More than open space! The case for green infrastructure teaching in planning curricula

Research output: Contribution to journalArticlepeer-review


Colleges, School and Institutes

External organisations

  • Cardiff University
  • University of Florida


Since the mid-1990s, the concept of Green Infrastructure (GI) has been gaining traction in fields such as ecology and forestry, (landscape) architecture, environmental and hydrological engineering, public health as well as urban and regional planning. Definitions and aims ascribed to GI vary. Yet, agreement broadly exists on GI’s ability to contribute to sustainability by means of supporting, for example, biodiversity, human and animal health, and storm water management as well as mitigating urban heat island effects. Given an acknowledged role of planners in delivering sustainable cities and towns, professional bodies have highlighted the need for spatial planners to understand and implement GI. This raises questions of what sort of GI knowledge planners may require and moreover by whom and how GI knowledge and competencies may be conveyed? Examining knowledge and skills needs vis-à-vis GI education opportunities indicates a provision reliant primarily on continued professional education and limited ad hoc opportunities in Higher Education. The resulting knowledge base appears fragmented with limited theoretical foundations leading the authors to argue that a systematic inclusion of green infrastructure knowledges in initial planning education is needed to promote and aid effective GI implementation.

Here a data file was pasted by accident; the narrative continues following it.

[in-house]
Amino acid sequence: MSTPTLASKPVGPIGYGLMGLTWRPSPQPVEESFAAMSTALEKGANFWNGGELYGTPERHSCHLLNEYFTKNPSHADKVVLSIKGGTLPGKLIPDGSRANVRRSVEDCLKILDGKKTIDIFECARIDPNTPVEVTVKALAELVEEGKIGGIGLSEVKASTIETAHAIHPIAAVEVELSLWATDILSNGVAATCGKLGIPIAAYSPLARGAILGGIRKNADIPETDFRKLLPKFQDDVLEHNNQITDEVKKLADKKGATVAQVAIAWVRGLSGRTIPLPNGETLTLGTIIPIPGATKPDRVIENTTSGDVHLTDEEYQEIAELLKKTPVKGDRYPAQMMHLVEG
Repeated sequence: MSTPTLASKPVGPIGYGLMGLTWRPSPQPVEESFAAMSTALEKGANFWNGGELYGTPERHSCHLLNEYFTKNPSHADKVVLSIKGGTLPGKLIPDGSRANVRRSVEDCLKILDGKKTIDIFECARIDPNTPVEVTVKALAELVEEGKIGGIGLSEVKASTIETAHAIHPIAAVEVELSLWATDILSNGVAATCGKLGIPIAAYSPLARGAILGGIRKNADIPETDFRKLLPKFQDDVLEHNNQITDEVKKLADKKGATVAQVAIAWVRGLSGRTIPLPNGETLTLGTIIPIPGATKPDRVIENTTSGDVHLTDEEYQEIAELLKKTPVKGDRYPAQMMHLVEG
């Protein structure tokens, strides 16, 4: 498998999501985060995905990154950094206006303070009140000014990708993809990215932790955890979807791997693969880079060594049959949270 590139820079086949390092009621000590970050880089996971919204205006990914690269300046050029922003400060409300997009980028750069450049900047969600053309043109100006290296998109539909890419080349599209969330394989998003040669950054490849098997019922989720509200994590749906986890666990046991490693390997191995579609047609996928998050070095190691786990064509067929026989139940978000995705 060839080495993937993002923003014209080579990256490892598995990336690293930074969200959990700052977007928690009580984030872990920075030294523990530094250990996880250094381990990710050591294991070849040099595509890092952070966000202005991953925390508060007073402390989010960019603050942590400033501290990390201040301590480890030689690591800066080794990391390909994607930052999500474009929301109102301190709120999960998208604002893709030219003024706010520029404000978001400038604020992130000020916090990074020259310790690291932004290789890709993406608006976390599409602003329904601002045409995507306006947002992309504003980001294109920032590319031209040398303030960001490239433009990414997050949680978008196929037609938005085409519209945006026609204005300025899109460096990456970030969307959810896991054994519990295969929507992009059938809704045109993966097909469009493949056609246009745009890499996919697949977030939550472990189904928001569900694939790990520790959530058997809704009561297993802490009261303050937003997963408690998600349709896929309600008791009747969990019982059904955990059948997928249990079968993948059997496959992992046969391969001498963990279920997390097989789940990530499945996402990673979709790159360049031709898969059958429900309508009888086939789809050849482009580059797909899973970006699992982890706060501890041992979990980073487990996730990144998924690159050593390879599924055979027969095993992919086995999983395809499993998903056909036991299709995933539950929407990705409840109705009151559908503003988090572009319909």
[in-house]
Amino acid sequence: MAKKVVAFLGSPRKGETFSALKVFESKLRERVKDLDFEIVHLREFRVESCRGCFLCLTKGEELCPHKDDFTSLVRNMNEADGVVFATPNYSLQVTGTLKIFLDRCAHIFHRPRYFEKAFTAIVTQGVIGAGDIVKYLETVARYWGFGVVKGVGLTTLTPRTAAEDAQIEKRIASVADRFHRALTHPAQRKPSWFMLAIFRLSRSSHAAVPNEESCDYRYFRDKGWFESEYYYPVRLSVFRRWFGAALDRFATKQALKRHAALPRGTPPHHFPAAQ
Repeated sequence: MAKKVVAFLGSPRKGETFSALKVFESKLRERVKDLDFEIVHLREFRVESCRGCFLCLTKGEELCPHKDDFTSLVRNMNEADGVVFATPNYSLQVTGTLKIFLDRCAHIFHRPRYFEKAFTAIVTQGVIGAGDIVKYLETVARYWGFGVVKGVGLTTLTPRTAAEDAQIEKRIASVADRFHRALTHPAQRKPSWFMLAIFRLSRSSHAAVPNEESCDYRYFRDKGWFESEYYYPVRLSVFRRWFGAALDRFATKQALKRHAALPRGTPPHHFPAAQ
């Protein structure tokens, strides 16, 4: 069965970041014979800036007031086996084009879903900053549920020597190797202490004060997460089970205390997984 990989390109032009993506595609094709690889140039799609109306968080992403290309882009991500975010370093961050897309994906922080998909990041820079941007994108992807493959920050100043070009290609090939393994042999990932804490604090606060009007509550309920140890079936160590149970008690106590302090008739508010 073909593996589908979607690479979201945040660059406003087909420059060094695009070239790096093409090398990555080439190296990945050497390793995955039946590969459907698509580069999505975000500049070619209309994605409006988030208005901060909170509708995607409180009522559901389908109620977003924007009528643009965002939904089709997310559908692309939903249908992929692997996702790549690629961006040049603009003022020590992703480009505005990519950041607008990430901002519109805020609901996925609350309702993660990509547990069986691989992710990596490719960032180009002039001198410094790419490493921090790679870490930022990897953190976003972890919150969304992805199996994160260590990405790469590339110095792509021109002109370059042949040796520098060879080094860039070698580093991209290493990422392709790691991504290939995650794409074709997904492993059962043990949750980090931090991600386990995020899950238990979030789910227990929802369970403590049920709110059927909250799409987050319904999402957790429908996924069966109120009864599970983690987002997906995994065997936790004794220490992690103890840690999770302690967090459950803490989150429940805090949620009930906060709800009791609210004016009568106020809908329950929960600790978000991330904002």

Original languageEnglish
Pages (from-to)63-74
Number of pages12
JournalUrban Planning
Issue number1
Publication statusPublished - 26 Jan 2021


  • Green infrastructure, spatial planning, Curriculum, planning profession